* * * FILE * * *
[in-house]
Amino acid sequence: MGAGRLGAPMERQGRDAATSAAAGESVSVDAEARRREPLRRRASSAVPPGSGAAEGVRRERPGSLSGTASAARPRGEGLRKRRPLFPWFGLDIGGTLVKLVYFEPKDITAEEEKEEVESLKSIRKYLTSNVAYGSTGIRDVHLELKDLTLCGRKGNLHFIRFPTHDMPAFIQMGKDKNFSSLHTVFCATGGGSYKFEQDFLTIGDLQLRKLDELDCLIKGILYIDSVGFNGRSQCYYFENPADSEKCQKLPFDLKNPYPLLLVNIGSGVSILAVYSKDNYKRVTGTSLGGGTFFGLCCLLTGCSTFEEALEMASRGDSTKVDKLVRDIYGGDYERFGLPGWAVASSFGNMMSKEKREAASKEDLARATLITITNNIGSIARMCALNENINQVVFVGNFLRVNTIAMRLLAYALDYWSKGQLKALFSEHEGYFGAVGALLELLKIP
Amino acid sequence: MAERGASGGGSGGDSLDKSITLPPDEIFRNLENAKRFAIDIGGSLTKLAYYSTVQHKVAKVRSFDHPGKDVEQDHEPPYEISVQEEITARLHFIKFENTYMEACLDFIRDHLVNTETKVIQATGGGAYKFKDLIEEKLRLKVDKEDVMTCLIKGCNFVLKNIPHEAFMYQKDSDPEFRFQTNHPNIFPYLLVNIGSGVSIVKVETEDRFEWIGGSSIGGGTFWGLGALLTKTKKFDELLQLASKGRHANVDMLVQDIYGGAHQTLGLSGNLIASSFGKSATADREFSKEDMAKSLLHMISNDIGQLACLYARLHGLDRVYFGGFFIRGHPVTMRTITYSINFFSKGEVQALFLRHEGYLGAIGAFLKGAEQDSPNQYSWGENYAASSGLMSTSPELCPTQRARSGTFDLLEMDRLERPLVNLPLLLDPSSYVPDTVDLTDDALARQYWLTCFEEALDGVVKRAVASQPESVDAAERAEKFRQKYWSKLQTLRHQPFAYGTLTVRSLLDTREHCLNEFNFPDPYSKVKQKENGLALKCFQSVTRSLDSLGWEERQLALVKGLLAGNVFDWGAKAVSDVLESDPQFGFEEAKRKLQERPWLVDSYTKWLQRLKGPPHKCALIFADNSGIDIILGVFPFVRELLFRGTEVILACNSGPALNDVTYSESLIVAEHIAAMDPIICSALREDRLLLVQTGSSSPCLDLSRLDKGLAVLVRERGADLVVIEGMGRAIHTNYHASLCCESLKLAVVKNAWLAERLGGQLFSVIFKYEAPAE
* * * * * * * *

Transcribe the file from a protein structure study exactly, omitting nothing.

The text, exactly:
[in-house]
Amino acid sequence: MGAGRLGAPMERQGRDAATSAAAGESVSVDAEARRREPLRRRASSAVPPGSGAAEGVRRERPGSLSGTASAARPRGEGLRKRRPLFPWFGLDIGGTLVKLVYFEPKDITAEEEKEEVESLKSIRKYLTSNVAYGSTGIRDVHLELKDLTLCGRKGNLHFIRFPTHDMPAFIQMGKDKNFSSLHTVFCATGGGSYKFEQDFLTIGDLQLRKLDELDCLIKGILYIDSVGFNGRSQCYYFENPADSEKCQKLPFDLKNPYPLLLVNIGSGVSILAVYSKDNYKRVTGTSLGGGTFFGLCCLLTGCSTFEEALEMASRGDSTKVDKLVRDIYGGDYERFGLPGWAVASSFGNMMSKEKREAASKEDLARATLITITNNIGSIARMCALNENINQVVFVGNFLRVNTIAMRLLAYALDYWSKGQLKALFSEHEGYFGAVGALLELLKIP
Amino acid sequence: MAERGASGGGSGGDSLDKSITLPPDEIFRNLENAKRFAIDIGGSLTKLAYYSTVQHKVAKVRSFDHPGKDVEQDHEPPYEISVQEEITARLHFIKFENTYMEACLDFIRDHLVNTETKVIQATGGGAYKFKDLIEEKLRLKVDKEDVMTCLIKGCNFVLKNIPHEAFMYQKDSDPEFRFQTNHPNIFPYLLVNIGSGVSIVKVETEDRFEWIGGSSIGGGTFWGLGALLTKTKKFDELLQLASKGRHANVDMLVQDIYGGAHQTLGLSGNLIASSFGKSATADREFSKEDMAKSLLHMISNDIGQLACLYARLHGLDRVYFGGFFIRGHPVTMRTITYSINFFSKGEVQALFLRHEGYLGAIGAFLKGAEQDSPNQYSWGENYAASSGLMSTSPELCPTQRARSGTFDLLEMDRLERPLVNLPLLLDPSSYVPDTVDLTDDALARQYWLTCFEEALDGVVKRAVASQPESVDAAERAEKFRQKYWSKLQTLRHQPFAYGTLTVRSLLDTREHCLNEFNFPDPYSKVKQKENGLALKCFQSVTRSLDSLGWEERQLALVKGLLAGNVFDWGAKAVSDVLESDPQFGFEEAKRKLQERPWLVDSYTKWLQRLKGPPHKCALIFADNSGIDIILGVFPFVRELLFRGTEVILACNSGPALNDVTYSESLIVAEHIAAMDPIICSALREDRLLLVQTGSSSPCLDLSRLDKGLAVLVRERGADLVVIEGMGRAIHTNYHASLCCESLKLAVVKNAWLAERLGGQLFSVIFKYEAPAE